As any recent graduate will be able to tell you, the current job market is more competitive than it has ever been. The good news is that, as a postgraduate researcher (PGR), your employment prospects are better than any other student. According to the Destination of Leavers from Higher Education survey for 2015/16, 89% of PGRs find employment within six months of graduating. This is four points higher than the figure for taught postgraduates, and 16 points higher than the figure for students graduating with a good first degree. PhD graduates also earn more money. Research by Vitae shows that the median salary for a PhD graduate is £35,000; £3,000 more than taught postgraduates and £10,000 more than undergraduates.
That said, planning for a post-PhD career can also be an uncertain process. This is the case because the career intentions of many PGRs and their eventual destinations often do not match up. The latest statistics prove this. In the 2017 Postgraduate Research Experience Survey, exactly 50% of respondents stated that they intended to pursue a career in academia. The other half mainly saw themselves ending up in other professional occupations, with 14% wanting to pursue a research career outside of academia. In reality, however, we know that only around two-thirds of PGRs will go on to secure an academic career. This means, by extension, that increasing numbers of PhD graduates are being forced to seek careers in sectors and roles that they had not envisaged or planned for.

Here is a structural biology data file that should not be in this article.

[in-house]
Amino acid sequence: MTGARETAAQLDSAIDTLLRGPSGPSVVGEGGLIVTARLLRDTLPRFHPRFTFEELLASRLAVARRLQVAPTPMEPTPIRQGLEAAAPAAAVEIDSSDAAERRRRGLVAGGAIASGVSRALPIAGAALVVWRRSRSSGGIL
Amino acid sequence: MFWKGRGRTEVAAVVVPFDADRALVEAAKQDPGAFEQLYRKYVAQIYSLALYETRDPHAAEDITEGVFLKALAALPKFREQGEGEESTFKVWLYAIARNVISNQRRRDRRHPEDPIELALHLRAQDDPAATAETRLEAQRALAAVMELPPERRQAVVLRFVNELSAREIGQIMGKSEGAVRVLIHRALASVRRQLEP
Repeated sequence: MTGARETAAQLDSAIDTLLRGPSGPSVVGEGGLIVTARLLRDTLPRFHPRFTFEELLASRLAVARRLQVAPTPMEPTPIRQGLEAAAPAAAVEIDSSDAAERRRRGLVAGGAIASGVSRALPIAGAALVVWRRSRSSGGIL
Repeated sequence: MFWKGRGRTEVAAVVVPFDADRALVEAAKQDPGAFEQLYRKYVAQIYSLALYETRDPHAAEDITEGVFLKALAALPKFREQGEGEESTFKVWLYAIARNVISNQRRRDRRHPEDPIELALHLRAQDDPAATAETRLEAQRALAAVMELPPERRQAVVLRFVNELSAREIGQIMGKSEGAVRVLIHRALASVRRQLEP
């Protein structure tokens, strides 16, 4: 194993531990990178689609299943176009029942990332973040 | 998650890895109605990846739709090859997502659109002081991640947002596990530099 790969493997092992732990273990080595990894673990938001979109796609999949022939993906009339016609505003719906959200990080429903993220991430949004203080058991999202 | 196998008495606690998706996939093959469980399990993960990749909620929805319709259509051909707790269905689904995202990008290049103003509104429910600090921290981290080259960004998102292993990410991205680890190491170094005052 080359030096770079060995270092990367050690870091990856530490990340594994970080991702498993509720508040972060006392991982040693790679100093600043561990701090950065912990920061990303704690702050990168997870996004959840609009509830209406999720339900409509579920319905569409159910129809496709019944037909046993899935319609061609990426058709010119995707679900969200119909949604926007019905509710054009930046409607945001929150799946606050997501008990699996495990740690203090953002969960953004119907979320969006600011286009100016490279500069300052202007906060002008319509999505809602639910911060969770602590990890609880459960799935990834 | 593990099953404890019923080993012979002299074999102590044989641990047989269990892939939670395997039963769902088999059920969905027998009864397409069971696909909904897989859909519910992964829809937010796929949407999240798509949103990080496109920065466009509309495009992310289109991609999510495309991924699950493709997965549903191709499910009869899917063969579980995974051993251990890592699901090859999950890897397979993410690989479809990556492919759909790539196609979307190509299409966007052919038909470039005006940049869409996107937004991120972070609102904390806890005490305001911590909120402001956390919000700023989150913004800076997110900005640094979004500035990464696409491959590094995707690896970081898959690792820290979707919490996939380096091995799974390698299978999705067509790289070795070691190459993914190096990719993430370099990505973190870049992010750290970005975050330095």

Now more than ever, therefore, there is a need for PGRs to stand out from the crowd. There are a number of steps that you can take to do this, such as participating in the transferable skills training that the Doctoral Academy offers. But an equally effective step – and an increasingly popular option – is to undertake an internship. Not only does this give you direct experience of the workplace, it also provides you with an opportunity to expand your skillset and to establish professional networks.
To provide PGRs with more opportunities to strengthen their employability, we are currently working in collaboration with Careers & Employability to create a range of internships in industry and the third sector. Through these insight opportunities, PGRs will work in small teams to undertake a research project for an employer, produce a report, and deliver a presentation. The project will run over a two week block and each student will have a maximum of 70 hours each to spend on this before presenting their results and possible solutions/recommendations. Students will also complete a reflective log and diary to document the skills gained during the project.
We are currently putting the finishing touches on the project and will be announcing further details in the near future. So if you’re interested in gaining some work experience, strengthening your transferable skills in the workplace, and also getting an insight into a role or sector that you may not have considered before, keep your eyes peeled!
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